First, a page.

[Sept. 3, 1905]
children, handsome boys, handsome girls, well-made, well-featured, a hearty independent air of content, well-fed, rosy-cheeked; - all this whether dressed in rags (as many of them are) or in fine cloth. Never saw I such happy children, always laughing, playing, singing, never at lack.
Again: Never saw I so many drunken men and women as on Edinburgh High Street and South Bridge on Saturday night. Women throwing vile language at each other in the street, etc. The curse of Scotland is strong drink. The other extreme showed the next day-Sunday. Never in all my travels saw I a town closed up so tight as Edinburgh on Sunday. Not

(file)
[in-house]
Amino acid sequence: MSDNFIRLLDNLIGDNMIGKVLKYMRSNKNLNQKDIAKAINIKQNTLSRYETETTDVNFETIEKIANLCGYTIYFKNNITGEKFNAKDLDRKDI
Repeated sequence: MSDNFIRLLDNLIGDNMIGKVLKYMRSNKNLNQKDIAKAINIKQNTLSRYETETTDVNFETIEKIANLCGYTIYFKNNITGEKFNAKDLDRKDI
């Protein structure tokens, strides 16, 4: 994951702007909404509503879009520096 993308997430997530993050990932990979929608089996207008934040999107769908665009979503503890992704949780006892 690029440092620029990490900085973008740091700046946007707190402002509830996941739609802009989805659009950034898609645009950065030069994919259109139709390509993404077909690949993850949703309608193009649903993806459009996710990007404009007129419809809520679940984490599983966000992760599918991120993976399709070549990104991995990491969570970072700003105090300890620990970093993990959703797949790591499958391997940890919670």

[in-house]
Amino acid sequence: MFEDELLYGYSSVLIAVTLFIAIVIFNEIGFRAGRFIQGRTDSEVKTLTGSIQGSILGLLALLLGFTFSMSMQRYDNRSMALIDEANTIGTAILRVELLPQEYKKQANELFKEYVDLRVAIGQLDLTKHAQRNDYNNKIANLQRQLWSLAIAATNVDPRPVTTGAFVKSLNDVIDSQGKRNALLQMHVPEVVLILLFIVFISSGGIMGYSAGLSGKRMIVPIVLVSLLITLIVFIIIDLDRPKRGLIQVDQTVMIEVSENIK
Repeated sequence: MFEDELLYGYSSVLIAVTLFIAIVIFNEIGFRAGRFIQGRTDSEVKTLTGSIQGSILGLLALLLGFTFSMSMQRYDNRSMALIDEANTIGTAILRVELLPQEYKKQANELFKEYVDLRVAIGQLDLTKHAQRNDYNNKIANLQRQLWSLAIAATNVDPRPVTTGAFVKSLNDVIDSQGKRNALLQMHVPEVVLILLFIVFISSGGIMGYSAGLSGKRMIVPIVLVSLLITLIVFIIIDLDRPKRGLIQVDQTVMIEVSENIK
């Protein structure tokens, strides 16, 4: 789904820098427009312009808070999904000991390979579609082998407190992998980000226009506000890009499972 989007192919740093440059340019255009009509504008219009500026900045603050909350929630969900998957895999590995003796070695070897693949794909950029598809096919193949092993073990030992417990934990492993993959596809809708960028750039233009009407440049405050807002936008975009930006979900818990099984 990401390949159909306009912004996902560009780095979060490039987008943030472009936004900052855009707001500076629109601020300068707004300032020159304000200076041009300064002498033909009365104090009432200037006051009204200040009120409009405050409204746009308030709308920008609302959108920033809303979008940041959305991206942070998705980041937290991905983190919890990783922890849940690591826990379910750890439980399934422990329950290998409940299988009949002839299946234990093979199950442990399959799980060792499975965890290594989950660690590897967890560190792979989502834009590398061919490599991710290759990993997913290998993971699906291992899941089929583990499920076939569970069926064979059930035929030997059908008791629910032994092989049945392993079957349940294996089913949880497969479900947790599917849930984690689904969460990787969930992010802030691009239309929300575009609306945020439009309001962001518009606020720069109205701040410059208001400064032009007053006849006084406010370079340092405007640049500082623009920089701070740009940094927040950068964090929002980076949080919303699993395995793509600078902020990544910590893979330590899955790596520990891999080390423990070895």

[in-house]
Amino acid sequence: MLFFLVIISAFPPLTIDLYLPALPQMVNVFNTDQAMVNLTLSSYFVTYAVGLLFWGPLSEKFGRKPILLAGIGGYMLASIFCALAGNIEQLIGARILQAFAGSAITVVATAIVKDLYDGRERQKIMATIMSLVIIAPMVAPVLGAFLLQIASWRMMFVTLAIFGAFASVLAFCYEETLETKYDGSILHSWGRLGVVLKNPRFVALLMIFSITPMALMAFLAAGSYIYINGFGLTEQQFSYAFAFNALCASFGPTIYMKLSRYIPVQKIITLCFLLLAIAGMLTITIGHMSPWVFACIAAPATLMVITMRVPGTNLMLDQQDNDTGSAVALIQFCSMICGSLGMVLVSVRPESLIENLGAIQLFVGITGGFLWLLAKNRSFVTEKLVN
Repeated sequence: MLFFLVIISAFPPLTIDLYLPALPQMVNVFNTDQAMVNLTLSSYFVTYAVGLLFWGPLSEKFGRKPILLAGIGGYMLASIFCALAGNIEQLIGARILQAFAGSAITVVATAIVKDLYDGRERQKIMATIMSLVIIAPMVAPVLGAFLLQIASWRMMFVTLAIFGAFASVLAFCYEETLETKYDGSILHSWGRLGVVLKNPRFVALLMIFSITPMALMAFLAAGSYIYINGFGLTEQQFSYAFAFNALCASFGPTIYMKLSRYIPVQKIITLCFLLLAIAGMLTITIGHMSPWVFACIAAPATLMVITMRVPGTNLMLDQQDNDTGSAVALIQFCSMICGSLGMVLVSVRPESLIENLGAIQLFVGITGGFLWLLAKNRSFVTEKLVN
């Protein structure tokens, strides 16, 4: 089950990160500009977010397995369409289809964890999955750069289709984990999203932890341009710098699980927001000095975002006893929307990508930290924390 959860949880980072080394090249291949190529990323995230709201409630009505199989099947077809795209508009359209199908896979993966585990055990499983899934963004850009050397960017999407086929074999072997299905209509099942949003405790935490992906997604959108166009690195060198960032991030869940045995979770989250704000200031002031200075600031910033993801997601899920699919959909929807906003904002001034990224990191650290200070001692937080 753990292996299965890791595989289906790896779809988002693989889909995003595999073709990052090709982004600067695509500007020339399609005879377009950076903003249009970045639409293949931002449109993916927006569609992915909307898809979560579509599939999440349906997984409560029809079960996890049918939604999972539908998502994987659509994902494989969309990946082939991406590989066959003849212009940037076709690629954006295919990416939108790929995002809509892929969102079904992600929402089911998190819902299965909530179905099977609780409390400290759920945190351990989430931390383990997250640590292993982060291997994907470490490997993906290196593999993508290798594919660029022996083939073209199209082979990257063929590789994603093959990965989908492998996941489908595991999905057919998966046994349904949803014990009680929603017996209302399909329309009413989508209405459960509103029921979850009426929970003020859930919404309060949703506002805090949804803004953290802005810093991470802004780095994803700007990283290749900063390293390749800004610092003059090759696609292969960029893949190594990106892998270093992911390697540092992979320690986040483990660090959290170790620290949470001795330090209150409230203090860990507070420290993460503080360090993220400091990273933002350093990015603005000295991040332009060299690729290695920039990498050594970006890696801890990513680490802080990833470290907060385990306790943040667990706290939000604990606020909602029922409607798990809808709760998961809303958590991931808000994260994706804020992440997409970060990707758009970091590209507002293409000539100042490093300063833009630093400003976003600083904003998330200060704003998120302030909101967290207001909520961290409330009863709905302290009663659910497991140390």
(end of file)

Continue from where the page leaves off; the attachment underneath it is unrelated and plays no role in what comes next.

Sept. 3, 1905
a Public House open, not a shop of any sort, not even a restaurant. Late in the day I found one or two small places open, offering "fish-suppers" at 2d. Fried fish of some sort-very good it was too! - and as many French fried potatoes as would go in a small plate. Nor were the places of public instruction and amusement open, such as the National Gallery.
Edinburgh Castle offers a splendid view of the city-of natural and man-wrought scenery. St. Margaret's Chapel is a curious primitively built Norman structure. In the Old Palace, next to the old Scottish Parliament House, is a room where the old Scottish regalia is shown (see Black's Guide to Scotland) and